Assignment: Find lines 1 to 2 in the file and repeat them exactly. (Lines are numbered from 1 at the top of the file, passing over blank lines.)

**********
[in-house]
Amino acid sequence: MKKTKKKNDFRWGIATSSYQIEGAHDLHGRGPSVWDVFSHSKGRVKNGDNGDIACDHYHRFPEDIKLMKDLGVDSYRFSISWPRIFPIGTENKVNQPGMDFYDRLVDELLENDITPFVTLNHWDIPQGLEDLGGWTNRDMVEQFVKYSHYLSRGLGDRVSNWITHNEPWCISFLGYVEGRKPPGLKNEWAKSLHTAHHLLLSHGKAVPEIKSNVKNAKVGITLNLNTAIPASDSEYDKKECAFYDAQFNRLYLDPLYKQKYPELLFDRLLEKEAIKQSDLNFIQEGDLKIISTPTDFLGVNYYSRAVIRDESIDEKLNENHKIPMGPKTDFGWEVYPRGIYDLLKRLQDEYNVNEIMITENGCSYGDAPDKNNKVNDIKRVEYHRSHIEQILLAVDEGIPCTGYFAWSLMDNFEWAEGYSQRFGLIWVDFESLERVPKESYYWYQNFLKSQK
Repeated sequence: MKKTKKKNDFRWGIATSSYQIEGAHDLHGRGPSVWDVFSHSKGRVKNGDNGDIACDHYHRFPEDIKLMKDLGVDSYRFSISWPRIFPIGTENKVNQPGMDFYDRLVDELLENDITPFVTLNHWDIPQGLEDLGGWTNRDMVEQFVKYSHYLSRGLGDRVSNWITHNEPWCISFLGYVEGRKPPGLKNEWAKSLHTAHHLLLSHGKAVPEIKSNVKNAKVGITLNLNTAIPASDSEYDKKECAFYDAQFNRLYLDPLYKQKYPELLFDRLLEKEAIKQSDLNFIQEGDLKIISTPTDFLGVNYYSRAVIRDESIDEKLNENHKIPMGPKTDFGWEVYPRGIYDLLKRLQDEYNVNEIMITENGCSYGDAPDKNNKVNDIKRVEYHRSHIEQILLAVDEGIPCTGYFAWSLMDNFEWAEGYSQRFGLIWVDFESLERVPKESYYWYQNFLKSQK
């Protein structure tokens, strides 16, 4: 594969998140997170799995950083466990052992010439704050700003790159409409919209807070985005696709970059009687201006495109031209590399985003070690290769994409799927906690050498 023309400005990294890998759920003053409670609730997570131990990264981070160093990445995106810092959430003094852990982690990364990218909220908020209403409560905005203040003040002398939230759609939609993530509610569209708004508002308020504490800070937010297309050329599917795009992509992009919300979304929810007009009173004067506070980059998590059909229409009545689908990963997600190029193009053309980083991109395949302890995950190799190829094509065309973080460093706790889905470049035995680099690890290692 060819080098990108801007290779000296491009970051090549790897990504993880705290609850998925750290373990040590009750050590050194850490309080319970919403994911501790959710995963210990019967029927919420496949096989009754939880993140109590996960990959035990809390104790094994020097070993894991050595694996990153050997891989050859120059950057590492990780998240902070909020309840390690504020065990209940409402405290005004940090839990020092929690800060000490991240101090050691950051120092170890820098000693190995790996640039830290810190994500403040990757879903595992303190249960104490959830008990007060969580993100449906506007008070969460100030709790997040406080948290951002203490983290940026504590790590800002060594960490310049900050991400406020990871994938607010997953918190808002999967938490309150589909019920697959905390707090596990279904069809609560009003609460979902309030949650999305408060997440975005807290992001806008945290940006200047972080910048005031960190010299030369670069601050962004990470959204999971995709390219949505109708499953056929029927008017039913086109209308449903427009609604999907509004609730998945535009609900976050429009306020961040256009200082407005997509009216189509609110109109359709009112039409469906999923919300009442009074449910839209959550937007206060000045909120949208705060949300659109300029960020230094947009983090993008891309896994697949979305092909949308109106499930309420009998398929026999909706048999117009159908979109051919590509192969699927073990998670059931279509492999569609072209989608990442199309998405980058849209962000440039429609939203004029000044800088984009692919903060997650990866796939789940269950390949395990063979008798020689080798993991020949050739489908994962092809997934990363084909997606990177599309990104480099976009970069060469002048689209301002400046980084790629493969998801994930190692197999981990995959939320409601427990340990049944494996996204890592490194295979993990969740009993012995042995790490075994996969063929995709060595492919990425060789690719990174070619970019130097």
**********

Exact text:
[in-house]
Amino acid sequence: MKKTKKKNDFRWGIATSSYQIEGAHDLHGRGPSVWDVFSHSKGRVKNGDNGDIACDHYHRFPEDIKLMKDLGVDSYRFSISWPRIFPIGTENKVNQPGMDFYDRLVDELLENDITPFVTLNHWDIPQGLEDLGGWTNRDMVEQFVKYSHYLSRGLGDRVSNWITHNEPWCISFLGYVEGRKPPGLKNEWAKSLHTAHHLLLSHGKAVPEIKSNVKNAKVGITLNLNTAIPASDSEYDKKECAFYDAQFNRLYLDPLYKQKYPELLFDRLLEKEAIKQSDLNFIQEGDLKIISTPTDFLGVNYYSRAVIRDESIDEKLNENHKIPMGPKTDFGWEVYPRGIYDLLKRLQDEYNVNEIMITENGCSYGDAPDKNNKVNDIKRVEYHRSHIEQILLAVDEGIPCTGYFAWSLMDNFEWAEGYSQRFGLIWVDFESLERVPKESYYWYQNFLKSQK